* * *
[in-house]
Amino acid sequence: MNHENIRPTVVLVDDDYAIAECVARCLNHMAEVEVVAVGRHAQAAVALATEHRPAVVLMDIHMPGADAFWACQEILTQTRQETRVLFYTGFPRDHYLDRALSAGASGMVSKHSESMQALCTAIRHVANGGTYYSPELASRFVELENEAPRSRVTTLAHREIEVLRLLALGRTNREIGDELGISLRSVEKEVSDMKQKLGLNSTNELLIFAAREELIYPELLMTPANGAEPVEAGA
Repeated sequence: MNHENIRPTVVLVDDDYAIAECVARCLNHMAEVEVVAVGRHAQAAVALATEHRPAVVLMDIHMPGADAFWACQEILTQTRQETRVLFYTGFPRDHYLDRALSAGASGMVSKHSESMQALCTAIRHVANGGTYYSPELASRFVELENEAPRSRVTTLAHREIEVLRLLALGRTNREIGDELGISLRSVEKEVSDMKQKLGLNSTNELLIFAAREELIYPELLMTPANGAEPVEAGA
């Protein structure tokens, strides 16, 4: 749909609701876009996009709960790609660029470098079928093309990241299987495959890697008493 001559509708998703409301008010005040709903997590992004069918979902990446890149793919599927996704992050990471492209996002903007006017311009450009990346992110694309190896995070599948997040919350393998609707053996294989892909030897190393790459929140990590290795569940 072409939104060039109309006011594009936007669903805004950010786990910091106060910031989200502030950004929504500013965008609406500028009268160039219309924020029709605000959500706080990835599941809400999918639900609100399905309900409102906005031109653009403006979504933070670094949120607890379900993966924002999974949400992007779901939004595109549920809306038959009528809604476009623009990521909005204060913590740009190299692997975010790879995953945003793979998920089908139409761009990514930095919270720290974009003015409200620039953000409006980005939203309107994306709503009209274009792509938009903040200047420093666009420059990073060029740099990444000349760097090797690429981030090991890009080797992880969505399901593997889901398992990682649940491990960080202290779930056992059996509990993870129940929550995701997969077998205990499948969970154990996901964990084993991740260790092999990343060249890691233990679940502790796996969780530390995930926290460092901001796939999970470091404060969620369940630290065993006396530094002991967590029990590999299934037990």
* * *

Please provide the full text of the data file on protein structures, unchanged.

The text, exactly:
[in-house]
Amino acid sequence: MNHENIRPTVVLVDDDYAIAECVARCLNHMAEVEVVAVGRHAQAAVALATEHRPAVVLMDIHMPGADAFWACQEILTQTRQETRVLFYTGFPRDHYLDRALSAGASGMVSKHSESMQALCTAIRHVANGGTYYSPELASRFVELENEAPRSRVTTLAHREIEVLRLLALGRTNREIGDELGISLRSVEKEVSDMKQKLGLNSTNELLIFAAREELIYPELLMTPANGAEPVEAGA
Repeated sequence: MNHENIRPTVVLVDDDYAIAECVARCLNHMAEVEVVAVGRHAQAAVALATEHRPAVVLMDIHMPGADAFWACQEILTQTRQETRVLFYTGFPRDHYLDRALSAGASGMVSKHSESMQALCTAIRHVANGGTYYSPELASRFVELENEAPRSRVTTLAHREIEVLRLLALGRTNREIGDELGISLRSVEKEVSDMKQKLGLNSTNELLIFAAREELIYPELLMTPANGAEPVEAGA
């Protein structure tokens, strides 16, 4: 749909609701876009996009709960790609660029470098079928093309990241299987495959890697008493 001559509708998703409301008010005040709903997590992004069918979902990446890149793919599927996704992050990471492209996002903007006017311009450009990346992110694309190896995070599948997040919350393998609707053996294989892909030897190393790459929140990590290795569940 072409939104060039109309006011594009936007669903805004950010786990910091106060910031989200502030950004929504500013965008609406500028009268160039219309924020029709605000959500706080990835599941809400999918639900609100399905309900409102906005031109653009403006979504933070670094949120607890379900993966924002999974949400992007779901939004595109549920809306038959009528809604476009623009990521909005204060913590740009190299692997975010790879995953945003793979998920089908139409761009990514930095919270720290974009003015409200620039953000409006980005939203309107994306709503009209274009792509938009903040200047420093666009420059990073060029740099990444000349760097090797690429981030090991890009080797992880969505399901593997889901398992990682649940491990960080202290779930056992059996509990993870129940929550995701997969077998205990499948969970154990996901964990084993991740260790092999990343060249890691233990679940502790796996969780530390995930926290460092901001796939999970470091404060969620369940630290065993006396530094002991967590029990590999299934037990």